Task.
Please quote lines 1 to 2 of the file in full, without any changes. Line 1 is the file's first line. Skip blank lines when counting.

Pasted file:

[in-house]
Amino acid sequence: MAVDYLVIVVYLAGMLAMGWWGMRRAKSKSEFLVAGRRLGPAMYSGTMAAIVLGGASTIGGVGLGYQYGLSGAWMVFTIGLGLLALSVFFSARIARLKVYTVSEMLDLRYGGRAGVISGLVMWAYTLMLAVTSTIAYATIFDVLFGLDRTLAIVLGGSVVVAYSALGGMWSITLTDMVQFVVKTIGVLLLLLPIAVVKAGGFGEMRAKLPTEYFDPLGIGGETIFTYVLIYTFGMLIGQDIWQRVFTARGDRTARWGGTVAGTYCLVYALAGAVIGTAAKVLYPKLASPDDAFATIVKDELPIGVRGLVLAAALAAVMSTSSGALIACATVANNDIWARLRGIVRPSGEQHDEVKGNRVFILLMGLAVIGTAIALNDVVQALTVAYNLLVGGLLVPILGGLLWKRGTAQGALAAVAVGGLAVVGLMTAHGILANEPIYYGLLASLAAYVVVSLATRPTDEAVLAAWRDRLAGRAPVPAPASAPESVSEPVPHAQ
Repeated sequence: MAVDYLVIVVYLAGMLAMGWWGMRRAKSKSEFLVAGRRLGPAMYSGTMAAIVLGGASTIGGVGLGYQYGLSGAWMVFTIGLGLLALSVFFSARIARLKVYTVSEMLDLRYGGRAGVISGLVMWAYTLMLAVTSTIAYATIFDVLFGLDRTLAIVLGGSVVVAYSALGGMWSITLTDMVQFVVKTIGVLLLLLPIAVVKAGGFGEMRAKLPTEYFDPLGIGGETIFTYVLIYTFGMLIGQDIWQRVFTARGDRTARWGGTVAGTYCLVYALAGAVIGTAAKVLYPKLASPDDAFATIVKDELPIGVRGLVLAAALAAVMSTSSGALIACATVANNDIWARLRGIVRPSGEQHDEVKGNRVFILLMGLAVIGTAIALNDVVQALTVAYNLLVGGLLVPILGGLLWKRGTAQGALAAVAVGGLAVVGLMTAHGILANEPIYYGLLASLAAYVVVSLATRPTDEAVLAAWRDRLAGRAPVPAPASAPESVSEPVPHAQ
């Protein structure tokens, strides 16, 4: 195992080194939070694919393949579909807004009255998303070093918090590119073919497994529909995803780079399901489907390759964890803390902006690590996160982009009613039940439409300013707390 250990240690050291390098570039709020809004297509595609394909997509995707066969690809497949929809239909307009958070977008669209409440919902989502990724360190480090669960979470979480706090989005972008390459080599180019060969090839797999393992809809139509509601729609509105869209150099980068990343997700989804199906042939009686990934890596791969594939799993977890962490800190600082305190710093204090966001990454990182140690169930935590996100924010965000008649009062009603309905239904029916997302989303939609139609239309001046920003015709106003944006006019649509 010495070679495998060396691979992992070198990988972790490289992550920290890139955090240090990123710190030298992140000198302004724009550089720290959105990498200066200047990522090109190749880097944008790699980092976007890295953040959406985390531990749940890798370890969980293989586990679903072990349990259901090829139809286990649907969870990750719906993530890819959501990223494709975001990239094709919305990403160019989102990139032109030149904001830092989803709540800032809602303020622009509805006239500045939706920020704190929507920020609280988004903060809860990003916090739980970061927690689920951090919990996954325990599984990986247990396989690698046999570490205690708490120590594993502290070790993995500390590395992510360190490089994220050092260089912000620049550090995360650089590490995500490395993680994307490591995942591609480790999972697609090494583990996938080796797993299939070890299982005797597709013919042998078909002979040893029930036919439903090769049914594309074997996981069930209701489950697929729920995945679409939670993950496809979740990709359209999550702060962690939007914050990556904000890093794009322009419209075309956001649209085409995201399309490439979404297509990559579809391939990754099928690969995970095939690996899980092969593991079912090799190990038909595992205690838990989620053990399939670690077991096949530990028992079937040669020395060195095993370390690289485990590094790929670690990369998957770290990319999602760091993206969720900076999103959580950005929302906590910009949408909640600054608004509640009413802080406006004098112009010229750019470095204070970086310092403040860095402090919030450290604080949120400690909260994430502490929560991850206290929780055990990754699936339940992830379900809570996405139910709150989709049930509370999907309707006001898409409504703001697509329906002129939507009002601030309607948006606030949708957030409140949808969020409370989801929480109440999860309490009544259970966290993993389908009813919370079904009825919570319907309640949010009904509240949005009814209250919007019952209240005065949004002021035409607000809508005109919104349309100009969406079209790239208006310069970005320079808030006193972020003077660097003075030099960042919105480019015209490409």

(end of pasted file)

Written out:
[in-house]
Amino acid sequence: MAVDYLVIVVYLAGMLAMGWWGMRRAKSKSEFLVAGRRLGPAMYSGTMAAIVLGGASTIGGVGLGYQYGLSGAWMVFTIGLGLLALSVFFSARIARLKVYTVSEMLDLRYGGRAGVISGLVMWAYTLMLAVTSTIAYATIFDVLFGLDRTLAIVLGGSVVVAYSALGGMWSITLTDMVQFVVKTIGVLLLLLPIAVVKAGGFGEMRAKLPTEYFDPLGIGGETIFTYVLIYTFGMLIGQDIWQRVFTARGDRTARWGGTVAGTYCLVYALAGAVIGTAAKVLYPKLASPDDAFATIVKDELPIGVRGLVLAAALAAVMSTSSGALIACATVANNDIWARLRGIVRPSGEQHDEVKGNRVFILLMGLAVIGTAIALNDVVQALTVAYNLLVGGLLVPILGGLLWKRGTAQGALAAVAVGGLAVVGLMTAHGILANEPIYYGLLASLAAYVVVSLATRPTDEAVLAAWRDRLAGRAPVPAPASAPESVSEPVPHAQ